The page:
Bricks. - In considering the essential qualities of bricks for the small house it must be appreciated that those bricks which are used on the exterior must be able to resist the effects of weather and produce the best artistic results, while those which are in the interior of walls or chimney need not be held up to such rigid standards. The determination of the resistance of bricks to frost and weather action is quite simple. A brick which struck by a hammer gives a clear ring is one which has been well burned and has no soft spots, cracks, or weak places. Such a brick can be said to be satisfactory for exterior use, provided that it has the proper form and color desired and is not so overburned as to be twisted and warped. Another requirement sometimes specified is that the face brick made from soft clay should not show a percentage of absorption in excess of 15 per cent, and for the stiff-moulded or dry-pressed bricks not more than 10 per cent. This, however, cannot be a hard-and-fast rule, due to the variation of clays-Certain red bricks, unless they are burned very hard, show, when built into the wall, a very ugly white surface discoloration, called "whitewash" or efflorescence. This is not entirely due to the brick, since the mortar that is used may sometimes produce it. If it is due to the brick it can be discovered before the brick is used in the wall, by placing a sample brick on edge in a pan containing one inch of either rain or distilled water. As the water is absorbed by the brick, the white discoloration will develop on the top surface after several days of standing if it contains the salts which will cause the whitewash. Those bricks which have been very hard-burned will not discolor under any circumstances. If after passing this test the brick wall should develop whitewash, it can be laid to the mortar. In order to prevent any such occurrence it is necessary to waterproof the joints around window-sills and between the foundations and the wall, so that the minimum amount of water will be soaked up into the wall when it rains. An expensive addition of 2 per cent of barium carbonate to the mortar will tend to fix the soluble salts which cause this efflorescence.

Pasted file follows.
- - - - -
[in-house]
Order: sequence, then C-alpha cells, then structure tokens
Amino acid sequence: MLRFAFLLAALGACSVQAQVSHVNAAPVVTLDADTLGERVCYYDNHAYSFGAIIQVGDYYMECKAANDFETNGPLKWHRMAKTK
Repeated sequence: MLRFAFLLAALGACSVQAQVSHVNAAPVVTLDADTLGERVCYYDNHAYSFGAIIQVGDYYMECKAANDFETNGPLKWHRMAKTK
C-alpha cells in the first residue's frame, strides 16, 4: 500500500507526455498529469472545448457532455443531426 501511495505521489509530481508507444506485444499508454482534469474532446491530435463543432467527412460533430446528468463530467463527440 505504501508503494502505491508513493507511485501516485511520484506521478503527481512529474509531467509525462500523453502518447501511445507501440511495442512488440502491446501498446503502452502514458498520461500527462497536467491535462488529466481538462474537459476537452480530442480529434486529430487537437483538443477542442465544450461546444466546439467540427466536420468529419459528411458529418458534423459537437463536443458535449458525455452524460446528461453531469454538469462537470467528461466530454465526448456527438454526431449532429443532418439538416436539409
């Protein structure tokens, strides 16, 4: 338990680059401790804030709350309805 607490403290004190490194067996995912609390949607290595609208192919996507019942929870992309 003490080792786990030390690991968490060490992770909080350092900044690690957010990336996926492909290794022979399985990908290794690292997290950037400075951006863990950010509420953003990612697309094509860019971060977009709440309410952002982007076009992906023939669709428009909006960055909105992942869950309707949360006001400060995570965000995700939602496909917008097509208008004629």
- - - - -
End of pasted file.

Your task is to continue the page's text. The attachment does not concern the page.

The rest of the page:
Hollow Tiles. - Hollow terra-cotta tiles covered with stucco or brick veneer are being used more extensively than ever, due to the cheaper cost of laying them, since they are larger units, and also to the fact that they build a cellular wall. Wherever these tiles are used for bearing walls it is important that they be hard-burned, but the softer ones may be permitted in non-bearing partitions. Tiles for use in outer walls should be hard-burned, free from cracks, straight, and should not show a greater absorption of water than 10 per cent. As these tiles are intended to support loads from floor-joists, it is essential that they should have the correct proportion of voids to solid shells and webs. The maximum width of any voids should not exceed 4 inches and the thickness of any shells or webs should not be less than 15 per cent of this measurement. In tests it has been shown that tiles laid with webs vertical are stronger than those with webs horizontal, but this difference in strength is not of very great importance in the small house, where the loads are very light. The chief thing to avoid in the setting of tile, when they are vertical webbed, is the dripping of mortar to the bottom and the insufficient spreading of it over the ends of the webs and shells. This can be overcome by laying wire lath over each course, and then buttering the mortar on the inside and outside edges. The mortar is prevented from falling out of place by the lath, and because it is not continuous through the wall, any penetration of moisture through it is stopped.
Method of testing a sample brick to see whether it will have a tendency to whitewash.
Showing the use of metal lath in the joints of vertically webbed hollow tile, to prevent the dropping of the mortar into the voids and also allow the separation of mortar joint.